Welcome – Director of Functional Genomics, Dr Sefi Rosenbluh

By Hudson Institute communications

Hudson Institute of Medical Research is pleased to welcome Dr Joseph (Sefi) Rosenbluh as Director of the new Centre of Functional Genomics within the Centre for Cancer Research.

Dr Sefi Rosenbluh joins Hudson Institute as the Director of the new Centre of Functional Genomics within the Centre for Cancer Research.
Dr Sefi Rosenbluh

Dr Rosenbluh joined the Centre, a new initiative within the Centre for Cancer Research, in October 2016. He has also been appointed as a group leader in the Department of Biochemistry and Molecular Biology at Monash University.

Dr Rosenbluh joins the Institute from the Dana Farber Cancer Institute and the Broad Institute of Harvard and Massachusetts Institute of Technology, where he was Instructor of Medicine. He was attracted to MHTP’s unique collaborative clinical and scientific environment, and is moving his family to Australia from the US.

“My interest is in genomic medicine and in particular the idea of using genomic approaches to identify diagnostic bio-markers and enable new strategies to treat disease,” Dr Rosenbluh said.

“The combination of highly trained physicians and a collaborative and enthusiastic scientific community I found at Hudson Institute and Monash is key for succeeding in these challenging goals in genomic medicine.

“I truly believe that the special environment and opportunities at the Hudson Institute and Monash University will enable many of the applications and strategies I envision.”

Dr Rosenbluh’s role will enable Hudson Institute researchers to examine every gene in the genome and their relationship to a specific disease through techniques such as high-throughput RNA screens, and genetic interaction mapping.

He is also a specialist in CRISPR loss of function screens, a powerful gene-editing technique which allows researchers to go into a sequenced genome to pinpoint the gene that is causing or affecting a disease to “edit” the gene responsible.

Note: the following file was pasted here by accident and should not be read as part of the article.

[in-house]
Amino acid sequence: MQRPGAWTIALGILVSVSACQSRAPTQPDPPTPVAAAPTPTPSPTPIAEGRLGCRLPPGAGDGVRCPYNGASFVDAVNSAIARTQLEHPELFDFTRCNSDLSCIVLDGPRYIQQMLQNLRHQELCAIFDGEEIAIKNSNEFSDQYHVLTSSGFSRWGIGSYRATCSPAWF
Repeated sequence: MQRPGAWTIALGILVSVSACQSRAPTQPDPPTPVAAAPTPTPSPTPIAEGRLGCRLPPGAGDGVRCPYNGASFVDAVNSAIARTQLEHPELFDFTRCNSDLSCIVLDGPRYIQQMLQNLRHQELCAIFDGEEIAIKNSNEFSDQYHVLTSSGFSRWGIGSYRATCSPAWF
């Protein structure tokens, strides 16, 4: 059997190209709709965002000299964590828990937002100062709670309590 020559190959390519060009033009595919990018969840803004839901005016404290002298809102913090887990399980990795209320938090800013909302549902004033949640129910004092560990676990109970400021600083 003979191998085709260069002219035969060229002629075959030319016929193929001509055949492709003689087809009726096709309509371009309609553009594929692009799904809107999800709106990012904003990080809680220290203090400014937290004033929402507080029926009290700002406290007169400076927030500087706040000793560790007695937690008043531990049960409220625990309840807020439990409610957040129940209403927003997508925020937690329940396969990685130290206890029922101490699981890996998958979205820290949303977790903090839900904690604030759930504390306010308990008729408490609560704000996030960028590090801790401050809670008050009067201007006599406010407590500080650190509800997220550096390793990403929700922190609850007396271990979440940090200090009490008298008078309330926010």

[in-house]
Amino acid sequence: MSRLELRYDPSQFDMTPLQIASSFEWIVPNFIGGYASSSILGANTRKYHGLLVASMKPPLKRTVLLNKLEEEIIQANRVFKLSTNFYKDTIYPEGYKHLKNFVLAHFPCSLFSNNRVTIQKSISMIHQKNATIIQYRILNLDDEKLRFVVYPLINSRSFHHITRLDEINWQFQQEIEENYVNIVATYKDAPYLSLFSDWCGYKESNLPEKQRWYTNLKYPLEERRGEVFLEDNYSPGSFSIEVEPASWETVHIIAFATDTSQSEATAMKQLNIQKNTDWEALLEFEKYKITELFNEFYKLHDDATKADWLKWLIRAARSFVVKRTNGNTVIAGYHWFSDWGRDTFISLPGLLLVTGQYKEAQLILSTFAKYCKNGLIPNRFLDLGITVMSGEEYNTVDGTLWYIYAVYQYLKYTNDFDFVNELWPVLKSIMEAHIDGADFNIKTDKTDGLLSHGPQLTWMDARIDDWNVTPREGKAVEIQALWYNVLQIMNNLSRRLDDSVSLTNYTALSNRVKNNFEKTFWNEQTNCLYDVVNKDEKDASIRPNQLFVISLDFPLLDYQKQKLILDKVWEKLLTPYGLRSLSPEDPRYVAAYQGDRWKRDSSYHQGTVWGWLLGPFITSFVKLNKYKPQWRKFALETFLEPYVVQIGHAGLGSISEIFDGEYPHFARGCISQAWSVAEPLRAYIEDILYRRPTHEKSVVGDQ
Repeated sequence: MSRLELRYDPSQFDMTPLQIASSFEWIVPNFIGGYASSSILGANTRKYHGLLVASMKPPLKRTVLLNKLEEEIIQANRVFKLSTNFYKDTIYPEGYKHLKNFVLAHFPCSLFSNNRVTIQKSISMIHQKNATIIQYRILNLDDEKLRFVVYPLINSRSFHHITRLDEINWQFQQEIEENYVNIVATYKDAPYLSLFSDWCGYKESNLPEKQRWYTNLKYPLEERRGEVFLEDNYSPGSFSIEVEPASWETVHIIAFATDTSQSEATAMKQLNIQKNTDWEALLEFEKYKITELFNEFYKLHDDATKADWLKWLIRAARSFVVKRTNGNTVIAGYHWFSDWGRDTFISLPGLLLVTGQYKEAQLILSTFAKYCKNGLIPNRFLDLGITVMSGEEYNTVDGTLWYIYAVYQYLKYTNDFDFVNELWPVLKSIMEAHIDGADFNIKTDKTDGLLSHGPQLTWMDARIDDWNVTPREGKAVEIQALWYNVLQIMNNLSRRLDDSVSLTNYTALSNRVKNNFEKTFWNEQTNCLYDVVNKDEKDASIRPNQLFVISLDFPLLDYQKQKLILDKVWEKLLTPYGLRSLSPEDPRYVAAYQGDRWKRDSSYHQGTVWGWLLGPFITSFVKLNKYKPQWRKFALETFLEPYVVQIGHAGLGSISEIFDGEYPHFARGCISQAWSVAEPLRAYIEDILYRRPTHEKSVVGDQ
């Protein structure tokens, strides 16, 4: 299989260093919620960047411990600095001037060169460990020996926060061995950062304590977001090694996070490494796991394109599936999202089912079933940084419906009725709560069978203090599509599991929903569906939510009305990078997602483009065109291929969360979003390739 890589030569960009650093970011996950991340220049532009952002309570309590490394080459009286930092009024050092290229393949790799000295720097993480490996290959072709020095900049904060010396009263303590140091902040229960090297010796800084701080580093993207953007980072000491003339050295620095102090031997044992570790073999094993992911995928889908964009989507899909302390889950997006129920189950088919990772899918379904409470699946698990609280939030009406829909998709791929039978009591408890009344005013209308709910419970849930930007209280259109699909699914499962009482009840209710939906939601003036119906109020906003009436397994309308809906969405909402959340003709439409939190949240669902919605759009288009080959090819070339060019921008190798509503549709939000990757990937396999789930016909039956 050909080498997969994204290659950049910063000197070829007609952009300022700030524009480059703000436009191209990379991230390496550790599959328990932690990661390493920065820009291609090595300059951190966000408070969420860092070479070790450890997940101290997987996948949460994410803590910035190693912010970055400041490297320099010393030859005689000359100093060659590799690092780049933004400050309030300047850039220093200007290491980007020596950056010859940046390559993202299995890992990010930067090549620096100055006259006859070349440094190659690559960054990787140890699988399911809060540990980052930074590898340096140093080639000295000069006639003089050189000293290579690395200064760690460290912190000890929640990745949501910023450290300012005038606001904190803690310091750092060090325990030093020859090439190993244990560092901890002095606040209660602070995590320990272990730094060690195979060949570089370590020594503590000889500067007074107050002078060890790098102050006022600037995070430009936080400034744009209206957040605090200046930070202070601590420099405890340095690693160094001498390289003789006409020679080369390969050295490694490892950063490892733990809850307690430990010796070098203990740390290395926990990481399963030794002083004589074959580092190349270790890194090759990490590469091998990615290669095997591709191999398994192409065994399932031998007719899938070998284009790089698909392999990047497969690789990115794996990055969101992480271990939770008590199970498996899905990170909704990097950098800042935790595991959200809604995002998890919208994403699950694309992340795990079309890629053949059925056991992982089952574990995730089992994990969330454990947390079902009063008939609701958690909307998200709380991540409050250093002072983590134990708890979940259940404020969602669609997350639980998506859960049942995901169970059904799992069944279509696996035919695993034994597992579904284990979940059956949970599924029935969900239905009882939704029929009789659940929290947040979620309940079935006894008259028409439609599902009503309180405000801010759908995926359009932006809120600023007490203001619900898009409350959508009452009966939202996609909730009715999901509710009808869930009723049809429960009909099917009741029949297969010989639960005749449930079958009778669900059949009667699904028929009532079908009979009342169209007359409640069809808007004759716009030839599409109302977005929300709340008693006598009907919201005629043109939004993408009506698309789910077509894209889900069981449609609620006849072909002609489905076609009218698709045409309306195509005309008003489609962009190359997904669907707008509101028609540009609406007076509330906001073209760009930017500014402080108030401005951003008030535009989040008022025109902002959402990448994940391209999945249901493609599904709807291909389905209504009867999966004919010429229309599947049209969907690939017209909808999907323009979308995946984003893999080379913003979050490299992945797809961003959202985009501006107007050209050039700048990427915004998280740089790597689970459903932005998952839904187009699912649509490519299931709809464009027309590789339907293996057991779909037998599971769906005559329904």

“The idea of CRISPR is to use a bacterial protein called Cas9 that, in combination with a sequence specific RNA, targets Cas9 to a specific DNA sequence and creates a cut in the DNA resulting in a dysfunctional gene,” Dr Rosenbluh explained.

“If a sequenced genome is a library, CRISPR screening provides researchers with the tools to find any book, open it up to a specific page and edit the text.”

The new Centre of Functional Genomics in the Centre for Cancer Research is a centrepiece in Hudson’s growing expertise in precision medicine – an emerging approach which targets a treatment to a patient based on their genomic and epigenetic data.

“Precision medicine is a more efficient way of treating cancer. The basic idea is to first identify genetic mutations causing cancer. Now, functional genomic approaches allow us to pinpoint these genes and find new approaches to treating complex diseases such as cancers,” Dr Rosenbluh said.

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